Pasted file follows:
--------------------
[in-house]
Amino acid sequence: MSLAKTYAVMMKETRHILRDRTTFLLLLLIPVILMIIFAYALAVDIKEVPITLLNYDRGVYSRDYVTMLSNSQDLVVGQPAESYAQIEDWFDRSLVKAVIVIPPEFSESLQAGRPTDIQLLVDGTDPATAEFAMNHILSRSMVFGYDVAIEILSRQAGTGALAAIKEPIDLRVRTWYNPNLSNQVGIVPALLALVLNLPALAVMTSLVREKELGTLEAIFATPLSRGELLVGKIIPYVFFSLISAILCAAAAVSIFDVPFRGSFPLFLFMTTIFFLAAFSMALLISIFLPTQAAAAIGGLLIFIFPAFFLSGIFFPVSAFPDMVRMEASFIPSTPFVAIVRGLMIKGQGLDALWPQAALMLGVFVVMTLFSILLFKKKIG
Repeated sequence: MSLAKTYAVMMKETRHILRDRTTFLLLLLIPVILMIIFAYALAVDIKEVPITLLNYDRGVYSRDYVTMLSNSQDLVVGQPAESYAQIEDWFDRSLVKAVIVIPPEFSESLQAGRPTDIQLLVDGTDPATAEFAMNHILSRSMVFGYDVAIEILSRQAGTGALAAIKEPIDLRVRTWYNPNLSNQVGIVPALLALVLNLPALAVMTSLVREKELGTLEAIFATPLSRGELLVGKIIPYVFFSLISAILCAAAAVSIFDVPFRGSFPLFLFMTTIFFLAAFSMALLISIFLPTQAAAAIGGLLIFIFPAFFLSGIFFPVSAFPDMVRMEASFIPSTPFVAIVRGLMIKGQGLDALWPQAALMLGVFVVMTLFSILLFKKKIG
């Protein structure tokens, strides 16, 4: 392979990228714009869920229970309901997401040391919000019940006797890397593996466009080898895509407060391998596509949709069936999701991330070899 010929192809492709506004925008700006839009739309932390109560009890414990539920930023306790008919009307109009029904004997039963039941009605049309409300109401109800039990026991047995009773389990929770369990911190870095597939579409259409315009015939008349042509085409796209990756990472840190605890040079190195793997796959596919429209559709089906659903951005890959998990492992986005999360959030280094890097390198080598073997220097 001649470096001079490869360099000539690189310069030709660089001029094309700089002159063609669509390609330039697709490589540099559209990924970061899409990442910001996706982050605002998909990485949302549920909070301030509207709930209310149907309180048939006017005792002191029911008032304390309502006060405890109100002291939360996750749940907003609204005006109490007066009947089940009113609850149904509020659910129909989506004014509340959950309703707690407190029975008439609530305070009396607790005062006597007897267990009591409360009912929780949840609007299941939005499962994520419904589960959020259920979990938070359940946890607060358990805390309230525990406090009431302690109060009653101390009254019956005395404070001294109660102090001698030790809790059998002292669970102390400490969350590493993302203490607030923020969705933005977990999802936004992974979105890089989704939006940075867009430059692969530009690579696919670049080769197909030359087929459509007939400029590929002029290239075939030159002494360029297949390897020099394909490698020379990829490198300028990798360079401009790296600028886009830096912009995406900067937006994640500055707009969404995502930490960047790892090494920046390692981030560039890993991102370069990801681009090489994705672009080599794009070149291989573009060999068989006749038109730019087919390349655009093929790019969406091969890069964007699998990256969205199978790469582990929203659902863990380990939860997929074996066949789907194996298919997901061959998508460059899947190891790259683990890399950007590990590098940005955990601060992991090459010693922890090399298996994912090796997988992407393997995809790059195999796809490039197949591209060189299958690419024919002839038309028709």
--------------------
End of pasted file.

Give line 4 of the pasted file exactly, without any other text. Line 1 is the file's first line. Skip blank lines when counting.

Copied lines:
């Protein structure tokens, strides 16, 4: 392979990228714009869920229970309901997401040391919000019940006797890397593996466009080898895509407060391998596509949709069936999701991330070899 010929192809492709506004925008700006839009739309932390109560009890414990539920930023306790008919009307109009029904004997039963039941009605049309409300109401109800039990026991047995009773389990929770369990911190870095597939579409259409315009015939008349042509085409796209990756990472840190605890040079190195793997796959596919429209559709089906659903951005890959998990492992986005999360959030280094890097390198080598073997220097 001649470096001079490869360099000539690189310069030709660089001029094309700089002159063609669509390609330039697709490589540099559209990924970061899409990442910001996706982050605002998909990485949302549920909070301030509207709930209310149907309180048939006017005792002191029911008032304390309502006060405890109100002291939360996750749940907003609204005006109490007066009947089940009113609850149904509020659910129909989506004014509340959950309703707690407190029975008439609530305070009396607790005062006597007897267990009591409360009912929780949840609007299941939005499962994520419904589960959020259920979990938070359940946890607060358990805390309230525990406090009431302690109060009653101390009254019956005395404070001294109660102090001698030790809790059998002292669970102390400490969350590493993302203490607030923020969705933005977990999802936004992974979105890089989704939006940075867009430059692969530009690579696919670049080769197909030359087929459509007939400029590929002029290239075939030159002494360029297949390897020099394909490698020379990829490198300028990798360079401009790296600028886009830096912009995406900067937006994640500055707009969404995502930490960047790892090494920046390692981030560039890993991102370069990801681009090489994705672009080599794009070149291989573009060999068989006749038109730019087919390349655009093929790019969406091969890069964007699998990256969205199978790469582990929203659902863990380990939860997929074996066949789907194996298919997901061959998508460059899947190891790259683990890399950007590990590098940005955990601060992991090459010693922890090399298996994912090796997988992407393997995809790059195999796809490039197949591209060189299958690419024919002839038309028709």